• The Storytellers: Exclusive to this Blu-ray release is a set of picture-in-picture interviews that optionally play over the film, and none of this newly-recorded footage pops up anywhere else on the disc. Warwick Davis is the biggest name on the marquee here, and also featured are Cheryl Henson, puppeteer Kevin Clash (Elmo!), make-up artist Nick Dudman, and Connie Peterson and Rollin Krewson from the Creature Workshop. The comments can be pretty great -- especially Clash, who's definitely more of a storyteller than anyone else here -- but the interviews are so sparse that this feature's almost worth ignoring entirely. Long, long stretches pass without anything -- I think there are all of three clips in the first half hour -- and when they do, it's usually just a minute or two at a time. Some of the highlights, though...? Turns out it takes two years for this sort of show dog to grow out its coat again if it's dipped in green dyed bogwater, The Once and Future Wicket chats about being continually knocked over by riding goblins and running backwards while tethered to a bunch of fake boulders, and we hear just how tough it is to get a Firey to gobble a couple of eyeballs. The dominant presence in this feature, Cheryl Henson offers some insight into her father's perception of the film and how his inspired view of children colored the story. What little material is here really is great, but I wish there were either more of it or that this could've just been compiled into a featurette instead.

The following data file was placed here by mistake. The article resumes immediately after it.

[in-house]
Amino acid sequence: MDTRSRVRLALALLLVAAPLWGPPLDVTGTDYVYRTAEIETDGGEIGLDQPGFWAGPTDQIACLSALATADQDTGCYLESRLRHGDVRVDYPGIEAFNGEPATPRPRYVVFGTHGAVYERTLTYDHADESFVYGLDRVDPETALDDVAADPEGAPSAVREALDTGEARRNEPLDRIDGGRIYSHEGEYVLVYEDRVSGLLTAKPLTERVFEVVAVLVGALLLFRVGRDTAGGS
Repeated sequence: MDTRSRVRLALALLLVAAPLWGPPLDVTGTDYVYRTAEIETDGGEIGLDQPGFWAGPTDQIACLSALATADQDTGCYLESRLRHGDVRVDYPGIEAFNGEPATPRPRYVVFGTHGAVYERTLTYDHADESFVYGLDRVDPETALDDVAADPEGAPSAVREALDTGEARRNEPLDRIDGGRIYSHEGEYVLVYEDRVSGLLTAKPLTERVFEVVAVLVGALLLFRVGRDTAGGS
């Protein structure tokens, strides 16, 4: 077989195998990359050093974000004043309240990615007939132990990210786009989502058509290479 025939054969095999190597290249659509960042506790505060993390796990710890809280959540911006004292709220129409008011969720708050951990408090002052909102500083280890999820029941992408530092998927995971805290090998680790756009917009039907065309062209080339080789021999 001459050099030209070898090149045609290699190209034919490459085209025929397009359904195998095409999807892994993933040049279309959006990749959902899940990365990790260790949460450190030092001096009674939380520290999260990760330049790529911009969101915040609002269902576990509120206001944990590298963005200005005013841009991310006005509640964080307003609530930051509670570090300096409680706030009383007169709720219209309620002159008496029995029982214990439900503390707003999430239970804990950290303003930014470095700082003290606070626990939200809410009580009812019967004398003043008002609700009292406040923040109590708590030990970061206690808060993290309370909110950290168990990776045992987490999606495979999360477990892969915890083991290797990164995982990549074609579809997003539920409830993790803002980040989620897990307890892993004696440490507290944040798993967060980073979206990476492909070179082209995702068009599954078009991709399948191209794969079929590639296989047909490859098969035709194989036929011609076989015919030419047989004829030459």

• Audio Commentary: All of